Drug Usage and Deaf People
We tend to
ignore those who do not affect our lives. Most people don't see the
influence that other cultures have on their own. If members of another culture
aren't communicating with us, then we think nothing of them. They mean
nothing to us. There is a lack of knowledge regarding how to
interact with Deaf people. This lack of knowledge leads to fewer
resources being made available to help Deaf individuals in need of
assistance. Deaf individuals make due with a fraction of the
resources that Hearing people do in the world. As you're walking up
to a cash register in a store, you don't see someone signing to you.
In a hospital a doctor isn't signing to you either. The lack of
people knowing sign language affects the Deaf.
Communicating with others is necessary for a healthy way of life.
often have a lack of drug awareness. Drugs affect a Deaf person's
body the same as they do a hearing person. Drugs enter the blood
stream and take control of the brain. It affects the way people feel
and the way they act. They can cause a lot of damage to the body.
is often a big problem when a Deaf child has Hearing parents. Deaf
children have a hard time telling their parents what is going on in
their life. This makes the connection between the child and the
parents almost nonexistent. When a Hearing child is using drugs the
parents can see the symptoms by the way the child doesn't talk or by
a change in language or behavior. A Deaf child doesn't talk to their
parents and often shies away already. Their symptoms are often over
looked and not recognized as a problem. Deaf children often face
more stress in their lives then Hearing children. This stress can
often lead to drug abuse. They can't communicate to just anybody.
The lack of friends, the lack of love and being accepted by others
is every stressful. This stress will often lead to drug use. Deaf
people have a hard time going into programs for drug abuse. Many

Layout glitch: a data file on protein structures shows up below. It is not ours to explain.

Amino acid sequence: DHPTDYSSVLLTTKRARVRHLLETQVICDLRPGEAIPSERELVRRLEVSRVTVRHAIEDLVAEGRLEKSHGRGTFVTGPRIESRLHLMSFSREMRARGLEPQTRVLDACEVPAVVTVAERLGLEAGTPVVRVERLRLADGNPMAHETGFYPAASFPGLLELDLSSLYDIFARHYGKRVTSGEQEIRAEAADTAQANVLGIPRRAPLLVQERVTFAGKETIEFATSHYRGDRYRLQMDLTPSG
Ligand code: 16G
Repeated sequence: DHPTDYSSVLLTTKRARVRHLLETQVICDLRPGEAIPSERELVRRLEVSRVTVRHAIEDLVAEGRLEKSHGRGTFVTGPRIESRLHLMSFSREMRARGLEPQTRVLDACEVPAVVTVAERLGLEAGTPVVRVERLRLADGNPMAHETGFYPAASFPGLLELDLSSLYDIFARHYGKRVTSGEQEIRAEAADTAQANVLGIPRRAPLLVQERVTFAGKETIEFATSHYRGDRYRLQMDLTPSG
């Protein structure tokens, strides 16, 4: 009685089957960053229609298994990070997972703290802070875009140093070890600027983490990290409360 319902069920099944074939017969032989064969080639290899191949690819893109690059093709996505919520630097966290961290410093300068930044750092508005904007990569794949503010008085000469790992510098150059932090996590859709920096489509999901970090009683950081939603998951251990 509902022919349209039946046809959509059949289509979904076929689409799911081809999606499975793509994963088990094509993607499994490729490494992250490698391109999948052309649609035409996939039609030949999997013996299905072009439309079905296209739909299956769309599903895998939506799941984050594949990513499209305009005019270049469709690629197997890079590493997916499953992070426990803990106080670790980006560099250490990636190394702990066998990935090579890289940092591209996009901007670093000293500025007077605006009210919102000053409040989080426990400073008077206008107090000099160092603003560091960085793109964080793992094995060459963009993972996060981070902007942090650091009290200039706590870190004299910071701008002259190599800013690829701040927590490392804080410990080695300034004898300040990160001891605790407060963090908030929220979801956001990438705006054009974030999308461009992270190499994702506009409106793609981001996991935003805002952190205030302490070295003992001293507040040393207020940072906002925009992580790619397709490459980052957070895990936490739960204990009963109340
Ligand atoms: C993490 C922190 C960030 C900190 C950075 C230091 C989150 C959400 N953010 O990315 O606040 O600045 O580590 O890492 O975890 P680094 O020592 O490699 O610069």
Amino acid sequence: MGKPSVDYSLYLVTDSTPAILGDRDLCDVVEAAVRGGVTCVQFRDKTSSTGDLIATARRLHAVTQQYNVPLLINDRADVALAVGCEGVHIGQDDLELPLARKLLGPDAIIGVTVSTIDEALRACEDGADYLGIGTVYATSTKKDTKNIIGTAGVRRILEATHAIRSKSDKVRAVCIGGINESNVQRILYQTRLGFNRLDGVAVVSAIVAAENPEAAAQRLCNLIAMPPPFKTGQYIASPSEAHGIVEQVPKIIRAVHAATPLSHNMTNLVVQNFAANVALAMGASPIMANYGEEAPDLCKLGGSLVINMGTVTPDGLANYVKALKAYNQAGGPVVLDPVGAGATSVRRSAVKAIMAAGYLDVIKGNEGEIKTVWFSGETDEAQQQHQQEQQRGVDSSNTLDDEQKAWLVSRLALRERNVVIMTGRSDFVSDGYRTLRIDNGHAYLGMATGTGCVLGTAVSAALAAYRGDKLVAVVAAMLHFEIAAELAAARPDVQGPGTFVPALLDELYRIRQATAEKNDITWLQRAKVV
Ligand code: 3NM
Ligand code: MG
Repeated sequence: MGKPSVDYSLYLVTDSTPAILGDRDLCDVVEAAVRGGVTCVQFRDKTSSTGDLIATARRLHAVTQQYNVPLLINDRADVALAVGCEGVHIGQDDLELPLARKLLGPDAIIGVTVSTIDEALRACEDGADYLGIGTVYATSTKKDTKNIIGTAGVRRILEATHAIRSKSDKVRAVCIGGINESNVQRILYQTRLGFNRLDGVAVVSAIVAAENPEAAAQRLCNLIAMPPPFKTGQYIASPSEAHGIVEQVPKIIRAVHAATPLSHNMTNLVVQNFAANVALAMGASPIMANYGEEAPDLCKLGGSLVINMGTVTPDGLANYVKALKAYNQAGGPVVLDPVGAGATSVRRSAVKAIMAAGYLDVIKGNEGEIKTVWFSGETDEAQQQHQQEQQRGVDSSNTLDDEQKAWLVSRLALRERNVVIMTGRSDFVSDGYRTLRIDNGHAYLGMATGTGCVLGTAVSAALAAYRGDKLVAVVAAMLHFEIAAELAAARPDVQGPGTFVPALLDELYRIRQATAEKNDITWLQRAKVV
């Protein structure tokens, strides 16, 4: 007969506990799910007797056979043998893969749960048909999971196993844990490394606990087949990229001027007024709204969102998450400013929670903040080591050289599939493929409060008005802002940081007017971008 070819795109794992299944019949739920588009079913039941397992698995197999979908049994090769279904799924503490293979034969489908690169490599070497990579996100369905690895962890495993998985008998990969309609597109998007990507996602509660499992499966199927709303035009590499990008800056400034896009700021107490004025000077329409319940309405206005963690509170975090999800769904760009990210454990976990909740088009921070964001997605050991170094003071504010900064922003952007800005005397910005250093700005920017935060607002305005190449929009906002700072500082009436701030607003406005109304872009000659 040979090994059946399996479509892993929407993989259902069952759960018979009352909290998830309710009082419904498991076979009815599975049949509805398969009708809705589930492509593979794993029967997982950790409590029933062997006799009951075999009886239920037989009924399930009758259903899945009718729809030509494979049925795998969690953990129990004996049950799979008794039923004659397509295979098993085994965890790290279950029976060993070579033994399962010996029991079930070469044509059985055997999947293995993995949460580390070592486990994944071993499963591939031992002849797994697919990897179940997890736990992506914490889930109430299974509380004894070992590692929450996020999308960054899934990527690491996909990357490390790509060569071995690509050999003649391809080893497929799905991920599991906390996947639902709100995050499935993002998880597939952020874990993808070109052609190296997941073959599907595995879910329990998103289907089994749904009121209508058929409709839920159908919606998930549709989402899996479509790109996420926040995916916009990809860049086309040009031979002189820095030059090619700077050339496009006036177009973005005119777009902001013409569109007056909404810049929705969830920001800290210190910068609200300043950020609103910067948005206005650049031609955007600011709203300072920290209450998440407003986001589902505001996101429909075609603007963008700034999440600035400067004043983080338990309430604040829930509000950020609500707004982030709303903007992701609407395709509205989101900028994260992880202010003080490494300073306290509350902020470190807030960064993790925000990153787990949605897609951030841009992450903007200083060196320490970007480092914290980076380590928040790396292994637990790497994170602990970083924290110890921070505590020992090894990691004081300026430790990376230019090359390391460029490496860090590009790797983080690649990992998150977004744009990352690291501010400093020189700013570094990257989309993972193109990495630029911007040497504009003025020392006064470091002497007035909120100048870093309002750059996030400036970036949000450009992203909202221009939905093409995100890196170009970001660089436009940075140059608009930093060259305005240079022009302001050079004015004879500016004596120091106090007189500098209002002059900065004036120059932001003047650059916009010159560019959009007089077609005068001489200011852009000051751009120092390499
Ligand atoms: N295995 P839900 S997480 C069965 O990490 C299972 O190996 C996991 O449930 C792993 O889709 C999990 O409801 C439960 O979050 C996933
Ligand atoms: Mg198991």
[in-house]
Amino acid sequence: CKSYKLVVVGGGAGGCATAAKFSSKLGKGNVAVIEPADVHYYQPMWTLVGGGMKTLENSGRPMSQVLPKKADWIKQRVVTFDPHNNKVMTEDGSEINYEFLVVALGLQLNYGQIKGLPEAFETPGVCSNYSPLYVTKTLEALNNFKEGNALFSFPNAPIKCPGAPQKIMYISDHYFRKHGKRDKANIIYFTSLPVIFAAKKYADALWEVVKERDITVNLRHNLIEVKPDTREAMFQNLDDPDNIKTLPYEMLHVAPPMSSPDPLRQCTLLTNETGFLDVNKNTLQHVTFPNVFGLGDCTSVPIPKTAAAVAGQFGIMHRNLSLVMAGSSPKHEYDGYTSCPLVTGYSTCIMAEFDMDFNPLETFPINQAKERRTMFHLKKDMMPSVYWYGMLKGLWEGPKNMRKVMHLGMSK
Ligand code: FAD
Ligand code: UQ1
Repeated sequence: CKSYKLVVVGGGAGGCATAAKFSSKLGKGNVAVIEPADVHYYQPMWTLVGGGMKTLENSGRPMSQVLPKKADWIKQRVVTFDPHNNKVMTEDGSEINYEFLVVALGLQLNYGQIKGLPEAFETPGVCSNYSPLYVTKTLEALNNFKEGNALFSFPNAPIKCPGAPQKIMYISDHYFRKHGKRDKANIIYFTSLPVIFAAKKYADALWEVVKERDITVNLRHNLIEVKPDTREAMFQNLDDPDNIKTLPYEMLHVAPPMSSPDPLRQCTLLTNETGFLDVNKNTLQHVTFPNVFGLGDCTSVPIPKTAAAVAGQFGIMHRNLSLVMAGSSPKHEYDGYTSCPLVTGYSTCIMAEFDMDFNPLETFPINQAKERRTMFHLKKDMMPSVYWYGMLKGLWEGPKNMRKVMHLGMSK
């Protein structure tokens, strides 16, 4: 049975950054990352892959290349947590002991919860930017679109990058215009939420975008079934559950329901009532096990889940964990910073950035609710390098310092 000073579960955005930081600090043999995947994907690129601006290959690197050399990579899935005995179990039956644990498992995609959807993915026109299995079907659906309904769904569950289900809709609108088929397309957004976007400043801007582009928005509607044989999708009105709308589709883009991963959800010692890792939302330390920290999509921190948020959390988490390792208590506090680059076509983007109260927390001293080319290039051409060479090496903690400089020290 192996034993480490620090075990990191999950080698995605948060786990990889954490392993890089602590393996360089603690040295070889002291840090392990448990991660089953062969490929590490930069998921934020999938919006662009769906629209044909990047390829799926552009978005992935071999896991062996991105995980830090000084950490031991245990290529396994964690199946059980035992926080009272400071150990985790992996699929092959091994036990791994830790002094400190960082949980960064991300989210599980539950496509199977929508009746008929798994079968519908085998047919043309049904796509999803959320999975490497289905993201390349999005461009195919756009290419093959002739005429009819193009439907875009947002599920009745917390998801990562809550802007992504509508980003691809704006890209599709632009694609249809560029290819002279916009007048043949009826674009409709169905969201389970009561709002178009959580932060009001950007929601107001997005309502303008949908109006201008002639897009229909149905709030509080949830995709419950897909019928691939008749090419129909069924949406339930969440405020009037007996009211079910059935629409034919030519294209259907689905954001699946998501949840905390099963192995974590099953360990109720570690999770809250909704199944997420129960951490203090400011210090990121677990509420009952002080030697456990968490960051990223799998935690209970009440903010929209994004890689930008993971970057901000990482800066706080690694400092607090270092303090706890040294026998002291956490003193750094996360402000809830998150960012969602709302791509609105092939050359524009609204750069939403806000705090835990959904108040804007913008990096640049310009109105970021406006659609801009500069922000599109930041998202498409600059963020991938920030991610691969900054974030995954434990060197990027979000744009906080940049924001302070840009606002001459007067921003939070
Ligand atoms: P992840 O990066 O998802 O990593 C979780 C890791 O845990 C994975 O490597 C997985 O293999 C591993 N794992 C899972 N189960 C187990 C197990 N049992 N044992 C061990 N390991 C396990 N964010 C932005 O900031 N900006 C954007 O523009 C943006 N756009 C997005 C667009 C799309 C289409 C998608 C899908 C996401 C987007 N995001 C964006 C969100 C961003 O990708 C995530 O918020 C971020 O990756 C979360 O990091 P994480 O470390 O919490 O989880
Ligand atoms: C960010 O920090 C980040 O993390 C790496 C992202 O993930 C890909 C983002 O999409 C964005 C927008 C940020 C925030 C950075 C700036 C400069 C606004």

services aren't available. Unlike Hearing people they cannot
communicate in sessions without an interpreter. It's hard enough to
find and get through a drug abuse program. Finding a program and
being able to get through that program while being Deaf is another
obstacle in itself. Additionally, many Deaf people find it hard to
find transitional living after residential living. There are few
programs that will work with the Deaf.
When a Deaf
person is being arrested they have no one they can communicate with
to help them understand what is going on. The officer may be reading
their rights but is anyone signing to them? How much will they
understand? Judges and others will often use a piece of paper and a
pen to communicate to a Deaf person in court. They may provide
information in written form to the Deaf person about the trial.
There is very little help for the Deaf to go through this process.
While a Deaf person is in prison they are often attacked by other
inmates not for being different but for not being able to talk.
Other inmates think Deaf people are being disrespectful, when not
being able to understand commands. Some prisons do not have a
telecommunication device for the Deaf (TTY). That makes it
hard to communicate with loved ones.
There needs to
be more common knowledge of the Deaf. Interpreters are needed
in all court rooms. Deaf children need to have knowledge of drug
abuse. Programs for Deaf people with drug abuse issues need to be
established. Some big cities are trying to help the Deaf population
with substance abuse. They're coming up with tools to help the Deaf
better communicate but funding is a problem. Funding needs to be
available to such programs to better serve the Deaf community.
Bitco David(2012,June.5).CrimeDime. Crimedime.com/2012/06/05/Deaf-in-prison-what-challenges-do-Deaf-inmates-face/
Fesler, Nathan(2009, April.4). Drug Problem Among Deaf and Hard
of Hearing Individuals .www.mncdDeaf.org/articles/problem_ad.htm
Harvel, Wayne(2008, March.27). Substance abuse and the Deaf --ASL
You can learn American
Language (ASL) online at American Sign Language University ™
by Lifeprint.com © Dr. William Vicars